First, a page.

Best interests of the child
While noting that the Law on the Protection of the Rights of the Child (Law No. 9/91) embodies the spirit of article 3 of the Convention, the Committee is nevertheless concerned that this principle is not given adequate attention in national legislation and policies and that this principle is not a primary consideration in decision-making regarding children, for example custody decisions. The Committee also notes with concern that awareness of its significance is low among policymakers, lawmakers and judicial and administrative officials enforcing provisions, regulations and policies.
The Committee recommends that the State party fully incorporate article 3 of the Convention into all legislation and practices concerning children and raise awareness of the meaning and practical application of the principle of the best interests of the child. The Committee recommends that the State party review its legislation critically to ensure that the main thrust of the Convention, namely that children are subjects of their own rights, is adequately reflected in domestic legislation and that the best interests of the child be a primary consideration in all decision-making regarding children, including custody decisions.
Right to life, survival and development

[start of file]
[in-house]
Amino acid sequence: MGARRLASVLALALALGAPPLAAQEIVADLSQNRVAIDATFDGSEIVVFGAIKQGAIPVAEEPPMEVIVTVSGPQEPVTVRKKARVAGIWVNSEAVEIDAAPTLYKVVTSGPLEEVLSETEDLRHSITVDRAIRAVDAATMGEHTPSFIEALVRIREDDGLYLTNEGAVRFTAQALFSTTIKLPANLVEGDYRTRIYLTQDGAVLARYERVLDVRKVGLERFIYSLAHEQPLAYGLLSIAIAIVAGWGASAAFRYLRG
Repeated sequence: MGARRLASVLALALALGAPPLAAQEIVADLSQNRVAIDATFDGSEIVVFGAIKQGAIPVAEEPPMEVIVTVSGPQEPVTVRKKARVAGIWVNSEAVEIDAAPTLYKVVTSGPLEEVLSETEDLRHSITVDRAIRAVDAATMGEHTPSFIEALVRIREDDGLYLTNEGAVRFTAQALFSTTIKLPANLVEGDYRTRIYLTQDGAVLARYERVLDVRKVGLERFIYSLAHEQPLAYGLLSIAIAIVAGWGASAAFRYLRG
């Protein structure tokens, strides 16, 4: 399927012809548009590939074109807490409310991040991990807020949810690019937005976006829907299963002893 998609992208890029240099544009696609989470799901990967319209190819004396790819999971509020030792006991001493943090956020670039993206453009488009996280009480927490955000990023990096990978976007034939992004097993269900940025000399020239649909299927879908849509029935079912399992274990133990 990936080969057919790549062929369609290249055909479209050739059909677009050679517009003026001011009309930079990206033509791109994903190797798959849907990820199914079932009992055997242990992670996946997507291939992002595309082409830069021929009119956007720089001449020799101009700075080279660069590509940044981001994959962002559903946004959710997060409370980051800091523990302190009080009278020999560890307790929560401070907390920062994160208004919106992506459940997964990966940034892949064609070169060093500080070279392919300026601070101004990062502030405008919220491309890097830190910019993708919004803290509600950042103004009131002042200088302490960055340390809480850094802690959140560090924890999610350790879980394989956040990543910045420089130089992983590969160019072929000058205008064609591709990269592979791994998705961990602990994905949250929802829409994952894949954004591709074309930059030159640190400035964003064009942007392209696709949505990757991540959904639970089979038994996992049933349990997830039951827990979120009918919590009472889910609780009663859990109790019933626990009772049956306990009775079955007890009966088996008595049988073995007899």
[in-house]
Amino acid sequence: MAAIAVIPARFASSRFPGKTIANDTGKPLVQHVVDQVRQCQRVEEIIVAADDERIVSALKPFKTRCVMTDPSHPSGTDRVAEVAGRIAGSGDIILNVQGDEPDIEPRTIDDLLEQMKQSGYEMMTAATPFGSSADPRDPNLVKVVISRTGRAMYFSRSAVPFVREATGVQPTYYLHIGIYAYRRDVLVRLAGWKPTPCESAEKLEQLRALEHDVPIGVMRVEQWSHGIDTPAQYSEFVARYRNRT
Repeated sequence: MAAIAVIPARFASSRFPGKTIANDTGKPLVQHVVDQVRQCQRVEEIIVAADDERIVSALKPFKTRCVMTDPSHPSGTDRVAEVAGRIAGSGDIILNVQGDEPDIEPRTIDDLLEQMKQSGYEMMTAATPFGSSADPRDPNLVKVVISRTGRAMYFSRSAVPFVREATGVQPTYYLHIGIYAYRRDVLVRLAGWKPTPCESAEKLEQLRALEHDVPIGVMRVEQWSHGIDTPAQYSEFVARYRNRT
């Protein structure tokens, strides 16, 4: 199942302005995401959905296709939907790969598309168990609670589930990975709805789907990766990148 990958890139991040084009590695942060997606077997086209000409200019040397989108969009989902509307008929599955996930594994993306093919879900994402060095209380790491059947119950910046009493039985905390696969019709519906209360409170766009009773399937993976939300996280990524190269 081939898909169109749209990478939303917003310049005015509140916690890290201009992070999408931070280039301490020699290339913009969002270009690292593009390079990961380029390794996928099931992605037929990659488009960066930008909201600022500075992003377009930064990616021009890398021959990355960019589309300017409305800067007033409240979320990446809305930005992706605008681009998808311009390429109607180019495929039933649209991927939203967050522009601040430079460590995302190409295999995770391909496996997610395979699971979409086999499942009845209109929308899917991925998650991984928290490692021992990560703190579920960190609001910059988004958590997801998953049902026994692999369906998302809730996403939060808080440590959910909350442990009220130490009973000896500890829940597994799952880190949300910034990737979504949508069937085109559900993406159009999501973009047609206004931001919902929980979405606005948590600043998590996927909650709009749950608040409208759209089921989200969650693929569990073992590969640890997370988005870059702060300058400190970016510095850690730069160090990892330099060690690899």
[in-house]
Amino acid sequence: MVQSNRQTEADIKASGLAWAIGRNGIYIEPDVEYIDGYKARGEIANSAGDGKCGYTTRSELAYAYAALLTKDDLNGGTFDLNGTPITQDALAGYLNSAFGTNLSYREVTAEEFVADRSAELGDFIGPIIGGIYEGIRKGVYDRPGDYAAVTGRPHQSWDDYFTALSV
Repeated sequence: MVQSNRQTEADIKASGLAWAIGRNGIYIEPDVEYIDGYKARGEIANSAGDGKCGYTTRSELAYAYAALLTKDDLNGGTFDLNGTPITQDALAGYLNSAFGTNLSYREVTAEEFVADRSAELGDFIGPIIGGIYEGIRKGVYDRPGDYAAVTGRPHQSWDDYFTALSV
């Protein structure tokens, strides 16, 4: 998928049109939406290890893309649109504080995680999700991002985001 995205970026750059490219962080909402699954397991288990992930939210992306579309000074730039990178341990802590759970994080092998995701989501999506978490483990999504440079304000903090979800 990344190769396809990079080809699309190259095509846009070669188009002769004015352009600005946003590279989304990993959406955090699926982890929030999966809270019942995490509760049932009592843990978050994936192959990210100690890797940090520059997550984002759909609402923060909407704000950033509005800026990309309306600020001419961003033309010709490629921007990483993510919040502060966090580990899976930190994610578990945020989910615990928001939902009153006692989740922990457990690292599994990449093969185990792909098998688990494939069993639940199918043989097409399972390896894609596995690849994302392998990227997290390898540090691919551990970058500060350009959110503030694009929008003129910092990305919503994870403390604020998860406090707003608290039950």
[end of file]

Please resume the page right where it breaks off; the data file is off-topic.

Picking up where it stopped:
The Committee notes with concern reports suggesting that the strong social condemnation of pregnancies out of wedlock has led to abortions in unhygienic conditions and to an increasing degree to infanticide.
The Committee recommends that the State party seek to fully implement article 6 of the Convention and take measures to prevent and discourage infanticide and protect infants born out of wedlock, including by supporting their mothers. In this regard, the Committee further recommends the introduction of education and awareness raising programmes to eliminate any negative consequences arising from pregnancies out of wedlock and to change societal attitudes.
Respect for the views of the child
The Committee notes with appreciation that the State party has introduced family conferencing to facilitate participation of all parties, particularly children, in the discussions during the administration of juvenile justice and that the draft Education Act encourages children to participate in decisions affecting their education. While noting that the Family Law (No. 4/2000) provides children with the right to be heard at any proceeding that may impact his or her right, the Committee is concerned that there exists a gap between the law and practice. It notes with concern that the child’s right to be heard in judicial proceedings is basically limited to custody cases. It also notes with concern that general practices in the Maldives do not encourage the freedom of expression of children.